Penalties were the order of the day at Kingsmeadow on Tuesday night as MK Dons squeezed past arch-rivals AFC Wimbledon in the Carabao Cup first-round.
In fact, there were 11 of them taken in total in a pulstaing, brilliant and often sloppy night in South West London.
Neither set of fans had anywhere near enough time to get through their reportoire of chants, both inflamatory and not, before the game burst into life with just two minutes on the clock
Driving into the home-side’s penalty area, Manchester United loanee Reagan Poole was brought down by Wimbledon shot-stopper Nik Tzanev to concede the first of the 11 spot-kicks.
As is the way in the modern game, midfielder Conor McGrandles took a stutter in his run-up, hoping to outfox his opponent.
Unfortunately for the travelling fans, McGrandles only served to outfox himself, sending his penalty comfortably over the bar.
And the midfielder’s misery was, for the time being anyway, confounded just six minutes later when Paul Tisdale’s back-line failed to deal with a Wombles’ corner, with the ball eventually falling to Scott Wagstaff.
The experienced campaigner will have been one of the home crowd’s preferred options for the ball to fall too, and he made no mistake, finishing cooly into the bottom corner.
In what was a frantic opening to the match, they were not in front for long, however.
In fact it took just three minutes from the match restarting before the Dons had drawn level and McGrandles was to make amends.
Once again, Poole showed his class down the right-hand side, crossing teasingly into the host’s penalty area where the Scot was on hand to level the tie and send the 280 travelling fans wild.
The remaining 30 minutes or so passed largely without event, but the second-half, keen not to be out-done by the first, sparked into life quickly.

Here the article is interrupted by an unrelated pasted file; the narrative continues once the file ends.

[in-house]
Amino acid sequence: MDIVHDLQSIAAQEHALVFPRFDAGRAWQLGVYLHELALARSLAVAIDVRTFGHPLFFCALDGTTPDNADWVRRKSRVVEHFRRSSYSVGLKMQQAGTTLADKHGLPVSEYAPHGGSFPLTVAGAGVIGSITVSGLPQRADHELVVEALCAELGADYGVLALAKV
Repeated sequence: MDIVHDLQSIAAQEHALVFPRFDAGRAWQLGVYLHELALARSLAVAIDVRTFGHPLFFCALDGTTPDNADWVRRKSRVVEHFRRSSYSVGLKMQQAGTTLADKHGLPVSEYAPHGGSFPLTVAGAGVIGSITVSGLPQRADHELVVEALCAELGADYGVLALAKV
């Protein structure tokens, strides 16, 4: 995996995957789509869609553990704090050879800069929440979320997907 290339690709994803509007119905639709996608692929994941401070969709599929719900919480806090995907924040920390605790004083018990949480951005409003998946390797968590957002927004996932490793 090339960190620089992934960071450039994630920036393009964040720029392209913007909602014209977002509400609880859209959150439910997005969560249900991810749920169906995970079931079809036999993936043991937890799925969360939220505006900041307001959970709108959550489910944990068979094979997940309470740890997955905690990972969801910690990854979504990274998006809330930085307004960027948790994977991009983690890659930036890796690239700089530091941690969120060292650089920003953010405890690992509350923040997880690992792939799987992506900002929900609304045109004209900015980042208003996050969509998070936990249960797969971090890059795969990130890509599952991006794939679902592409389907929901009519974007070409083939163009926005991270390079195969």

On the 50th minute the Dons worked a corner short. After a series of passes between Dean Lewington and the ever-involved McGrandles, the latter played the ball to the waiting David Kasumu, 20-yards from goal.
The 19-year-old youth product, showing composure beyond his years, took one perfect touch out of his feet before curling a perfect shot past the helpless Tzanev.
However, like brothers of a similar age, one half seemingly has to have what the other does, and ten minutes later, Wimbledon had a penalty of their own, when Kwesi Appiah was rashly hacked down in the box by Baily Cargill.
And just like the first, the second-half would also to have a missed spot-kick to its name, as the usually reliable Joe Pigott tamely shot into the arms of Nicholls.
It looked for a long time like it was going to end 2-1. Until the 93rd minute, that is.
All evening, Luke O’Neill had looked a menace down the right, but his late move into the Dons penalty area went entirely unnoticed and when the ball dropped to him following a looped cross from the left, he just hit it as cleanly as he could.
And it worked. The home fans erupted and on to penalties we went. This match already a classic chapter in Britain’s rawest rivalry.
But it was to be the villains of the piece, in the eyes of most anyway, who would come away with the spoils.
Three more penalties were missed in the shoot-out, with Pigott once again falling foul from the spot along with Ryan Harley, and it eventually fell to 62nd minute substitute Alex Gilbey to strike home the winning spot-kick for the visitors, the 11th of the match, and bring a close to the frantic occasion.